The ‘Notifiable Data Breach Scheme’ imposes mandatory obligation on Australian organisations to notify individuals if a data breach that discloses their personal information occurs, and such disclosure is likely to result in ‘serious harm’. The Commissioner must also be notified of such data breaches. Organisations must comply with these notification obligations to avoid facing investigations and fines of up to $1.8 million.
From 22 February 2018, the Notifiable Data Breaches (‘NDB‘) scheme will come into effect requiring any agencies and organisations to notify individuals whose personal information is involved in a data breach that is likely to result in serious harm. This notification must include recommendations about the steps individuals should take in response to the breach. The Australian Information Commissioner (‘Commissioner‘) must also be notified of eligible data breaches.
Agencies and organisations (‘APP Entities‘) that already have obligations under the Australian Privacy Act 1988 (Cth) (‘Privacy Act‘) to secure personal information must comply with NDB scheme.
Generally small business operators (any business who has not had an annual turnover of more than $3 million in any financial year since 2001) do not have to comply with these obligations unless they fall within one of the following categories:
A data breach arises where there has been unauthorised access to, or unauthorised disclosure of, personal information about one or more individuals, or where such information is lost in circumstances that are likely to give rise to unauthorised access or unauthorised disclosure.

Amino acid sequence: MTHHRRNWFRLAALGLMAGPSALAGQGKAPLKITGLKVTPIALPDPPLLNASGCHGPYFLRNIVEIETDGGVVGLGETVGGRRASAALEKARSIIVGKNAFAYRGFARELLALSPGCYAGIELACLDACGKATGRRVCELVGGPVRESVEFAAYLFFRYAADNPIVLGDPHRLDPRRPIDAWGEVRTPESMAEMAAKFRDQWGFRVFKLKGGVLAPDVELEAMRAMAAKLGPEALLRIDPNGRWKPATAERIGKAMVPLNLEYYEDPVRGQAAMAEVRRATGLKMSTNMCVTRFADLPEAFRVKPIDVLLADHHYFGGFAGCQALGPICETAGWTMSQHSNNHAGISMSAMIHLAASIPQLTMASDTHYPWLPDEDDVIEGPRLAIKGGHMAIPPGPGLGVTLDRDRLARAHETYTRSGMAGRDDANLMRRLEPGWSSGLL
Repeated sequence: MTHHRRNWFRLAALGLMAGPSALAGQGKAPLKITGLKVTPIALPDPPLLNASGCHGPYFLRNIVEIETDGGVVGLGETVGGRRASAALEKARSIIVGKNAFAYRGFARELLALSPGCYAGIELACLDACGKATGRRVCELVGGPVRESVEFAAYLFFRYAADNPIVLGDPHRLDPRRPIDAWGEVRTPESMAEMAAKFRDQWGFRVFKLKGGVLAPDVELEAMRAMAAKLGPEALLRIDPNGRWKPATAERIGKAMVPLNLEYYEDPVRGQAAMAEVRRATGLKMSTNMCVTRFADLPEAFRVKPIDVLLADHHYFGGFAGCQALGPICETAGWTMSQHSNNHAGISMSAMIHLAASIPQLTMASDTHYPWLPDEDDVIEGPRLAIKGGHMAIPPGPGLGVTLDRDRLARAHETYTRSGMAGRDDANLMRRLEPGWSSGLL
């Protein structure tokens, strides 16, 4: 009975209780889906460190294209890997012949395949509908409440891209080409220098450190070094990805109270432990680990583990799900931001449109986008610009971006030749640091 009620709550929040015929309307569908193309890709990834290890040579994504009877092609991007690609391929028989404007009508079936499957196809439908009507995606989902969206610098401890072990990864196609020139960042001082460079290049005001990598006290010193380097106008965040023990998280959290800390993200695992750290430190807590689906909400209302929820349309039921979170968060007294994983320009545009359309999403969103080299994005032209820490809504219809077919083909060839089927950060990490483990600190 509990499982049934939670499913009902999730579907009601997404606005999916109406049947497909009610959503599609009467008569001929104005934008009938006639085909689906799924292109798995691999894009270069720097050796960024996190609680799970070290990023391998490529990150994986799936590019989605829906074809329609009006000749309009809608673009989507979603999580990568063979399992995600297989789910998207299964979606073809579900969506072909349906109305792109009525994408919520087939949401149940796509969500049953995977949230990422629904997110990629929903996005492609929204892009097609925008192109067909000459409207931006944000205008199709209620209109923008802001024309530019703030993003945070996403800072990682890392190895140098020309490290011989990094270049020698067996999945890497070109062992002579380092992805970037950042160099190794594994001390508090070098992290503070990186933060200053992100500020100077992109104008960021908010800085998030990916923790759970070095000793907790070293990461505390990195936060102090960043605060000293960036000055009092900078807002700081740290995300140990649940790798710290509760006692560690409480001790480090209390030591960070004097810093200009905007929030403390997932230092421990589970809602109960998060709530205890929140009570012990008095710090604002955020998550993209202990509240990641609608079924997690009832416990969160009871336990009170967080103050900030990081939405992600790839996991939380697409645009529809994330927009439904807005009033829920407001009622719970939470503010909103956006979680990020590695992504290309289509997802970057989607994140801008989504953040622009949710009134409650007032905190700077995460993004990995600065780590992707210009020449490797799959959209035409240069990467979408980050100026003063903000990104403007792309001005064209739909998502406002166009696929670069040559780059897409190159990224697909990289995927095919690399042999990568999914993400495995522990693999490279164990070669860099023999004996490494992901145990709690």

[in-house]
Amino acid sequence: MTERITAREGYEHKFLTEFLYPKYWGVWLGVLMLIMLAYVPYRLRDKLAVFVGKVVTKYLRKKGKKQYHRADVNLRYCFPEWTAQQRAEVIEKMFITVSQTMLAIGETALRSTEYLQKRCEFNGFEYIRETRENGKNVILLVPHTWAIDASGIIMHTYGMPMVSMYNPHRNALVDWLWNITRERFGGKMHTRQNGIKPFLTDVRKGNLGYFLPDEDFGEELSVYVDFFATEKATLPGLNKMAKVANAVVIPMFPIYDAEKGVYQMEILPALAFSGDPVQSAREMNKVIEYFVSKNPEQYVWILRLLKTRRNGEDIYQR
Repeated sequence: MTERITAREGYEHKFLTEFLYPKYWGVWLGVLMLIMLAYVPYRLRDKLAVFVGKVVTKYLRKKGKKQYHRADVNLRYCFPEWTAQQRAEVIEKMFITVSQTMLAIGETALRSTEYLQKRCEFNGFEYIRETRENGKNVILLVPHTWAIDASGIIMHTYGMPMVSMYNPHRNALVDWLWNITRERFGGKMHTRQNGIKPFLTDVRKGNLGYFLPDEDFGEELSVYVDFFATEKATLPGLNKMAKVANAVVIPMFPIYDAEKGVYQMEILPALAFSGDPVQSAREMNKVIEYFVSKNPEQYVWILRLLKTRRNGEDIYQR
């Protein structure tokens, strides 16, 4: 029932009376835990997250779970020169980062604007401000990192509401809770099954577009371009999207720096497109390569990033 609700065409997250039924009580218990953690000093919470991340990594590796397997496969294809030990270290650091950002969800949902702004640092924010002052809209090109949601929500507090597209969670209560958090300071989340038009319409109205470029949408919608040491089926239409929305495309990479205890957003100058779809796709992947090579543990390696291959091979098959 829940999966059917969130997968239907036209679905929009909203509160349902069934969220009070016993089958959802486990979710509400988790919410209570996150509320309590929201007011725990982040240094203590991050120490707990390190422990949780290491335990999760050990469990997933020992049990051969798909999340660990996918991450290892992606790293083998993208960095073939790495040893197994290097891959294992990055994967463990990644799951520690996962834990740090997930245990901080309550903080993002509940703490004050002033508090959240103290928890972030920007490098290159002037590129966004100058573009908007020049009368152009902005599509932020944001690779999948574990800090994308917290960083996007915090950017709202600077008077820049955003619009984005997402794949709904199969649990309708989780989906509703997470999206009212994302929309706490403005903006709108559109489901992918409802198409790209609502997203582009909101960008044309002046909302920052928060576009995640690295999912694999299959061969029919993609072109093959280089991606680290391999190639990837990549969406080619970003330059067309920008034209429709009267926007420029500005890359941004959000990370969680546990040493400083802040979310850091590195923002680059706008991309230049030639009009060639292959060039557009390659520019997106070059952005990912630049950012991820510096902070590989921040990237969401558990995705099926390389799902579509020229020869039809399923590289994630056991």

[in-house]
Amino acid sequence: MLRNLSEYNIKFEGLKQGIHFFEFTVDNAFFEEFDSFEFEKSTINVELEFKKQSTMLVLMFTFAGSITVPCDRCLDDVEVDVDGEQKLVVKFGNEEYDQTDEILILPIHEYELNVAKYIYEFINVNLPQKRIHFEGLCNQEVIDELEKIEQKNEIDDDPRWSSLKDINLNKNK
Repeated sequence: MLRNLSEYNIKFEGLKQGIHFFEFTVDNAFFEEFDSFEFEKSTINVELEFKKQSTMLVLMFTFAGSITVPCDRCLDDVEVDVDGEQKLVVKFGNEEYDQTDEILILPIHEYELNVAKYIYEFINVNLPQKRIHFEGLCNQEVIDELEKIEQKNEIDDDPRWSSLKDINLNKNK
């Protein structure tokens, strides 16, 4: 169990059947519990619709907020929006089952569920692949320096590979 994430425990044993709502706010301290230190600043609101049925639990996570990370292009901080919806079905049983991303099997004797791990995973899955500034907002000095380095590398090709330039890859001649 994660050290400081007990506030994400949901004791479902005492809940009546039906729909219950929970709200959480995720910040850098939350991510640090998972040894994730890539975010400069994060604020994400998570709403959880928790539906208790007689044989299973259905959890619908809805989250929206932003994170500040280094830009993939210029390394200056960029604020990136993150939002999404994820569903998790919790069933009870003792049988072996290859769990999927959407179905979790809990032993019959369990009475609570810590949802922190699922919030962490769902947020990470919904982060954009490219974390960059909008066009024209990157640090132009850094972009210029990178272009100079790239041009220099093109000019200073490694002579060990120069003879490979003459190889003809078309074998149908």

An eligible data breach will arise where a reasonable person would conclude that there is a likely risk of “serious harm” to any of the affected individuals as a result of the unauthorised access or unauthorised disclosure. “Serious harm”, while undefined, is likely to include the following types of serious harm:
Whether the harm caused to an affected individual can be categorised as “serious” will depend on a list of relevant matters which may include:
If an entity is unsure whether an eligible data breach has occurred, it must carry out a reasonable and expeditious assessment and take no longer than 30 days to make this determination.
Once it has been confirmed that an eligible data breach has occurred, an entity must:
This must be done as soon as practicable following completion of the statement. Further, the notification to affected individuals and the Commissioner must include the identity and contact details of the organisation, a description of the data breach, the kinds of information concerned and recommendations about the steps individuals should take in response to the data breach.
Failure to comply with the notification regime is considered an “interference with the privacy of an individual” under the Privacy Act’s existing enforcement and civil penalty framework. APP Entities may be subject to anything from investigations to, in the case of serious or repeated non-compliance, substantial civil penalties of up to $1.8 million.
APP Entities should audit their current information security processes and procedures to ensure they are adequate.
For example it is crucial to:
The information above is general in nature. If you want to learn more about how the NDB scheme might impact you, please contact us below.